By Mike Steffanos
In his "blog" on ESPN Insider, Peter Gammons discusses the pressure players from the Dominican Republic and Venezuela are feeling to play in the World Baseball Classic:
Melvin Mora took so much battering from the Venezuelan media for pulling out of the World Baseball Classic that Magglio Ordonez was afraid to not play. Now even Pedro Martinez is taking heat in the Dominican Republic, and he can't even throw batting practice.
"Someone wrote, 'How could someone from Montaguayabo forget his country because of a toe?'" says Manny Acta, manager of the Dominican team and a Mets coach. "There is a lot of pressure on these players. People care that much. No one wanted to play in this tournament more than Pedro. No one cares about his country more than he does. But he cannot pitch right now."
I'm sure Bud Selig would try to downplay this, but to me this is a serious flaw in the WBC. Sure, American players aren't under any pressure to compete in this thing, but players from Latin America and Asia aren't as fortunate. Selig can argue all he wants that playing in the WBC won't be substantially different then playing in a normal spring training, but this is disingenuous on his part. Selig was not only fully aware of the pressure players would be under, to my mind he counted on it. He knew the pressure from their countrymen would ensure plenty of superstars for this tournament.
When a big name player gets hurt in this tournament, it's sure to be pointed out that big names go down in spring training every year. While that is certainly true, you can be sure that a player that feels some hamstring tightness or similar discomfort wouldn't think twice about sitting out a few grapefruit league games -- but it will be a different story if he is a Dominican, Venezuelan or Japanese player in the WBC. If Dominicans are unwilling to accept Pedro's well-documented toe injury, how much slack will they give to a star with the aforementioned tight hammy?
You can try to gloss over this all you want, but if some players are in this tournament with a proverbial gun pressed firmly against their heads, and one of them gets hurt, you have another very good reason why this tournament is a bad idea.
Mets.com: Marty's Bag
Marty Noble has a new Mailbag on Mets.com. Today's highlight is regarding the possibility of trading for Alfonso Soriano:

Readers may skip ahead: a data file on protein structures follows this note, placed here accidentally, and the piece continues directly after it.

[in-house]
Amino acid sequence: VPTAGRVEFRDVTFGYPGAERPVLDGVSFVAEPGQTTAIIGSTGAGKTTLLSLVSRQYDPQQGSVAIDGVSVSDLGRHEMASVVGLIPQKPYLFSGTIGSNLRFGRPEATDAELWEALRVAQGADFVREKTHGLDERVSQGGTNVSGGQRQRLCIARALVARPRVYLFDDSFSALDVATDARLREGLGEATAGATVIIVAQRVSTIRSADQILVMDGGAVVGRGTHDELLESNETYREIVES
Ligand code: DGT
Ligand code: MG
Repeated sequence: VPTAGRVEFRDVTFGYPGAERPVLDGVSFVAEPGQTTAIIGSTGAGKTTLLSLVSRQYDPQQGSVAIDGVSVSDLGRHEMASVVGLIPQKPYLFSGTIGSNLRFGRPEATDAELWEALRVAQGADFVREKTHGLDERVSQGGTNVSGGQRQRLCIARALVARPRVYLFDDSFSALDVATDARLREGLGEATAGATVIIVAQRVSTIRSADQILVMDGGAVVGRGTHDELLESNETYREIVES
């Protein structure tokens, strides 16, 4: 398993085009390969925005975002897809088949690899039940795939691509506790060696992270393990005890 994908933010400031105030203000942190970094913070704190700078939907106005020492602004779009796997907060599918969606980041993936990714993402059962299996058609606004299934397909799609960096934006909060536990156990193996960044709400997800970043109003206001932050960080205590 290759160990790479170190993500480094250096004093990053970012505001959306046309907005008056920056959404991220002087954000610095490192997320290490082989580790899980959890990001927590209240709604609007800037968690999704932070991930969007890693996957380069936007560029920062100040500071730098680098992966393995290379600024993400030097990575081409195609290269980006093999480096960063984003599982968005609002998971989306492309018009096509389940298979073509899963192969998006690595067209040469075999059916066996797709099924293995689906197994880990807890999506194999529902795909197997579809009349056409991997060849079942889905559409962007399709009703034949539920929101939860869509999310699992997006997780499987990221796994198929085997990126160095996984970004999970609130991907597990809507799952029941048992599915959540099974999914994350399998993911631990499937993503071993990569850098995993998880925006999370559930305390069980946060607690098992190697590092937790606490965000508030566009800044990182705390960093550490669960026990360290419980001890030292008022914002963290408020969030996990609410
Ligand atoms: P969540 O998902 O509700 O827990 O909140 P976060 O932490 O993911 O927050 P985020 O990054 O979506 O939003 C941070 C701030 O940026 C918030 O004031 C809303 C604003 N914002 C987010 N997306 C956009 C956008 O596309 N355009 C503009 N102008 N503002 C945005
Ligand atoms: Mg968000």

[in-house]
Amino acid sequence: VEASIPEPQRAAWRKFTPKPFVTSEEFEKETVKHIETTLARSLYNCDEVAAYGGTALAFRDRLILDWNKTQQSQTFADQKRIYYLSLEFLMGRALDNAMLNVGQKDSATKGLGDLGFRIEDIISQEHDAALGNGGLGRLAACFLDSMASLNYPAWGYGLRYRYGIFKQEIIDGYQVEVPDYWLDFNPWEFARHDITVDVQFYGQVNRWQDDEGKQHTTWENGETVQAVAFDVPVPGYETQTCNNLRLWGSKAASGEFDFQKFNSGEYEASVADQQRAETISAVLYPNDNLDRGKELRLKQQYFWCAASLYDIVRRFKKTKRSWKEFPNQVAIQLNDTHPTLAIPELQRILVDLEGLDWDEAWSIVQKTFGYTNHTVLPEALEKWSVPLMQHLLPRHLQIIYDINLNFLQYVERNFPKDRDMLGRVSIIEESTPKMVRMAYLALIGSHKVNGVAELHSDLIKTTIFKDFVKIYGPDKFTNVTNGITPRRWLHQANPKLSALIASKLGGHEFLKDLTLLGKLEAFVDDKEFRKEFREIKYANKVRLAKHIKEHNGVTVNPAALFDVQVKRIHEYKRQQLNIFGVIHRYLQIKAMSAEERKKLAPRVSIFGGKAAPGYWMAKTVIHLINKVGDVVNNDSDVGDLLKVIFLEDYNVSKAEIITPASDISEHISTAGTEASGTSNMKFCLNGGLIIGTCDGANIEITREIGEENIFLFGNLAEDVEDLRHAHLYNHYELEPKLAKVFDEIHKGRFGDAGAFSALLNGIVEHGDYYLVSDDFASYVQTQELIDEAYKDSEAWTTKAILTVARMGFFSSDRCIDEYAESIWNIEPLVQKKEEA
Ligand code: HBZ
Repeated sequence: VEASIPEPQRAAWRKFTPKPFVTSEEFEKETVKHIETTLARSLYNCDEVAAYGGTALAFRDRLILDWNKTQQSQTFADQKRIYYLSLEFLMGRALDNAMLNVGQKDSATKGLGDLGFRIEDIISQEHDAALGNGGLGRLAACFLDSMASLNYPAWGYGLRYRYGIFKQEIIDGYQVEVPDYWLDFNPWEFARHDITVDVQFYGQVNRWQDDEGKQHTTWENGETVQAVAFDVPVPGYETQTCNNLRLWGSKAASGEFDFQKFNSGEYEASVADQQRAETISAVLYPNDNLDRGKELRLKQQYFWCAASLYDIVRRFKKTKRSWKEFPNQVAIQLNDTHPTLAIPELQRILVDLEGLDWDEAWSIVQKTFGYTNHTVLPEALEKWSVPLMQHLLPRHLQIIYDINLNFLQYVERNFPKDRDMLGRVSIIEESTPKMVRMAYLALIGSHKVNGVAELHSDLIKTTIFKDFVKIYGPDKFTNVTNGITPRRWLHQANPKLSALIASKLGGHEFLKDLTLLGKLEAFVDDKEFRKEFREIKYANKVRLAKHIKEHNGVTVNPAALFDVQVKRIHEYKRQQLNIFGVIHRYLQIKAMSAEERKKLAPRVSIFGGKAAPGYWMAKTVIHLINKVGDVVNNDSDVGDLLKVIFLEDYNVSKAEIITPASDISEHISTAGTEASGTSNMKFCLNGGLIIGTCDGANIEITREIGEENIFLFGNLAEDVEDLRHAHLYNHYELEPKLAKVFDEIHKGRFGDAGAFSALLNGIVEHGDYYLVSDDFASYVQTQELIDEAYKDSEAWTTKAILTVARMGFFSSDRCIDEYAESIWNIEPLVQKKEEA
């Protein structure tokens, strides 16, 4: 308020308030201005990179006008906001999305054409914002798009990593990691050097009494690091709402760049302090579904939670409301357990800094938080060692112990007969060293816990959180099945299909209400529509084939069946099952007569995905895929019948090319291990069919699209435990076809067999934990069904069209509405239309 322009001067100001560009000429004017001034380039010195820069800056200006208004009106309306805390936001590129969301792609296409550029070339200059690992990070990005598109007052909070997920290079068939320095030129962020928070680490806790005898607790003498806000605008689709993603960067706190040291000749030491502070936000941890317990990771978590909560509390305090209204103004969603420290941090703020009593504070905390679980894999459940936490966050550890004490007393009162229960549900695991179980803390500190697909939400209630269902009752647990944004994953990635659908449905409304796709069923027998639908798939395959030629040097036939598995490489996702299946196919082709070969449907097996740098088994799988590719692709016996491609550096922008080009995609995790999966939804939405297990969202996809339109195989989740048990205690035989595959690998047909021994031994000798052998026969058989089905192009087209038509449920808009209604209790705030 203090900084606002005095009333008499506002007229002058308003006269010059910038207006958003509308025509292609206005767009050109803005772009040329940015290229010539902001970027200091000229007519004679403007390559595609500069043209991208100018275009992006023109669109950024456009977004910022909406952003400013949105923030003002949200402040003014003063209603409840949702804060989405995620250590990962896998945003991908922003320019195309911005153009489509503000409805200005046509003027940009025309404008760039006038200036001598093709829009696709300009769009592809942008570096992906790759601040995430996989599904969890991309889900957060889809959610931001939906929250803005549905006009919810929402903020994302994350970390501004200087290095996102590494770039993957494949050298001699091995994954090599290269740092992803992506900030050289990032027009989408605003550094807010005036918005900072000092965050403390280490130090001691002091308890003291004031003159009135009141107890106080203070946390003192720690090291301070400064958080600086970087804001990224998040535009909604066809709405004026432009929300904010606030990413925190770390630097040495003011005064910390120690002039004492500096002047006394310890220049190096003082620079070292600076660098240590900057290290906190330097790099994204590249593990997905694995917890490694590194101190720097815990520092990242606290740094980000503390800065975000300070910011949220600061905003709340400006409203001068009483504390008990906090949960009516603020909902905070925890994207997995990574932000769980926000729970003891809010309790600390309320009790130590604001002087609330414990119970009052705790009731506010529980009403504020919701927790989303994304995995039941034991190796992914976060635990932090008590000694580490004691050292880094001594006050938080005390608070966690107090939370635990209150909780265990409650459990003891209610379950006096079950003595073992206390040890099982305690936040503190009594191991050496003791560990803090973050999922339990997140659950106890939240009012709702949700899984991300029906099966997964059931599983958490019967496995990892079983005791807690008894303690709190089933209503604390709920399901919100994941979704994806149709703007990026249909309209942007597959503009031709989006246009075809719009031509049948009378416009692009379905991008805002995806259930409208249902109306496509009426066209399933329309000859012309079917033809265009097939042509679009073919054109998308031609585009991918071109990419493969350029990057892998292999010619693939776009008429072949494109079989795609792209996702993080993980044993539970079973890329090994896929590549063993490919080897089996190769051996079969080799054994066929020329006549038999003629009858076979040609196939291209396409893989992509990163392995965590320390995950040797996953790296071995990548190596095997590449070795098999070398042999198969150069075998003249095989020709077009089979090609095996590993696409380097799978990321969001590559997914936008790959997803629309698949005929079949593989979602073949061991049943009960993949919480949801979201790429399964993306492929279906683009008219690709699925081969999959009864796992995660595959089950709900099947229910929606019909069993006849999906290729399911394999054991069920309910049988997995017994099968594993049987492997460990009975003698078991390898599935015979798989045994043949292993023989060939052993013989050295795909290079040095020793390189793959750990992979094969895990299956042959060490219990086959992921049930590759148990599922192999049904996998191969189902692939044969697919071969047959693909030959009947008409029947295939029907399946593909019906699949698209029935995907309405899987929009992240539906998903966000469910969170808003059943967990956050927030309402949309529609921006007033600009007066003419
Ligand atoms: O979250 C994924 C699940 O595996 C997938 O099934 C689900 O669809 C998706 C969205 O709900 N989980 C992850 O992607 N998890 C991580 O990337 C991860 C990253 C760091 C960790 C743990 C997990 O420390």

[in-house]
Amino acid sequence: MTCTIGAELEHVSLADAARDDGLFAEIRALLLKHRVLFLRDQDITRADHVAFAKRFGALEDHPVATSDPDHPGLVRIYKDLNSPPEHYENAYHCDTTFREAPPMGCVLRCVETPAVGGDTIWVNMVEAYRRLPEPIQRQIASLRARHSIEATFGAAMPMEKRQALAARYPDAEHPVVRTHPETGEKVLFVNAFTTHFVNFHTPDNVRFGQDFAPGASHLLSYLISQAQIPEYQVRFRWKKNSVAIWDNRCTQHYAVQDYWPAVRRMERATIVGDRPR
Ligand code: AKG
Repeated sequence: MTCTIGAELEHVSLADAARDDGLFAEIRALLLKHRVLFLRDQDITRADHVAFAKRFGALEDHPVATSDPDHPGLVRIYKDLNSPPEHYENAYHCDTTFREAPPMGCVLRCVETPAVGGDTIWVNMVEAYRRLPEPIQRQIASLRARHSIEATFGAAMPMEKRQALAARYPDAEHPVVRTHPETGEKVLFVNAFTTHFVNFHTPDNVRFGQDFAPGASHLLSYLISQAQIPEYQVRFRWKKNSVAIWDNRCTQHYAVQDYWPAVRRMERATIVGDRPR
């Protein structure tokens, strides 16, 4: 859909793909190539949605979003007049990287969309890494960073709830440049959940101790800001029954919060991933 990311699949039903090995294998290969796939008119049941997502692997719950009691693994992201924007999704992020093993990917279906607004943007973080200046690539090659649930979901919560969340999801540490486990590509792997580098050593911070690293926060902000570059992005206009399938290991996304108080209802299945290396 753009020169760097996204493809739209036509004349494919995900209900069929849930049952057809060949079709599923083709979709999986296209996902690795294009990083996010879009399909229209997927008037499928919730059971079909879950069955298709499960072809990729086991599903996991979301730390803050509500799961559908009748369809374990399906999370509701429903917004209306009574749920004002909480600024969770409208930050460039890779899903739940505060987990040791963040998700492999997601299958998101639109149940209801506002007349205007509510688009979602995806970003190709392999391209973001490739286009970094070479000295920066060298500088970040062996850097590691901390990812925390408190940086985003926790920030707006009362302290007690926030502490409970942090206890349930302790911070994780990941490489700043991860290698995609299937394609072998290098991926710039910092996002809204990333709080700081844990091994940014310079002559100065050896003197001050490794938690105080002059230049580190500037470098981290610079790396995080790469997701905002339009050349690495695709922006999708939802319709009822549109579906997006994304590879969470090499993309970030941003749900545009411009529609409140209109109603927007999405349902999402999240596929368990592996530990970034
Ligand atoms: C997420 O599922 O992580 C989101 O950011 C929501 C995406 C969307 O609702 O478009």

From what I can see, the club considers Soriano somewhat one-dimensional and rather selfish. Witness his reluctance to play the outfield. He strikes out too much for the Mets' purposes, and even though he was a productive hitter in Yankee Stadium, Shea Stadium has been known to erode player's slugging percentage. He's expensive, and -- this can't be said enough -- he's not a quality second baseman.
It's no secret that Marty's not a Soriano fan. To me, Soriano would be a huge mistake. I'm not sure who the Nationals would want for Soriano, but it seems likely they'd look for at least one top talent to save face. Then the Mets would have to tie up a ton of salary to keep Soriano. His offense would be diminished by Shea stadium; his defense would be even more exposed because Delgado isn't a good fielder. Every ball hit to that side of the infield would be an adventure. This deal makes no sense for the Mets. For the money you'd pay Soriano you could sign a top pitcher next year.
Noble also has interesting answers about David Wright's salary and Pedro's toe problems. Check 'em out.
Mets.com: Better Day for the Mets
Marty Noble reports on the Mets grapefruit league victory against the Indians. A day after splitting the squad and getting mauled by the Dodgers, the Mets got 3 innings from Tom Glavine and a home run by Cliff Floyd to win 6-3.
Glavine got touched up for a run on 4 hits in his outing. Jose Lima followed and didn't fare as well, giving up 2 runs on 4 hits in 2-2/3 innings. Bartolome Fortunato,Mike Venafro and Henry Owens followed with scoreless innings.
Victor Diaz, Jeff Keppinger and Sandy Martinez had 2 hit games for the Mets, while Chris Woodward drove in a pair of runs. Steve Trachsel will start tomorrow's game against the Astros in Port St. Lucie.
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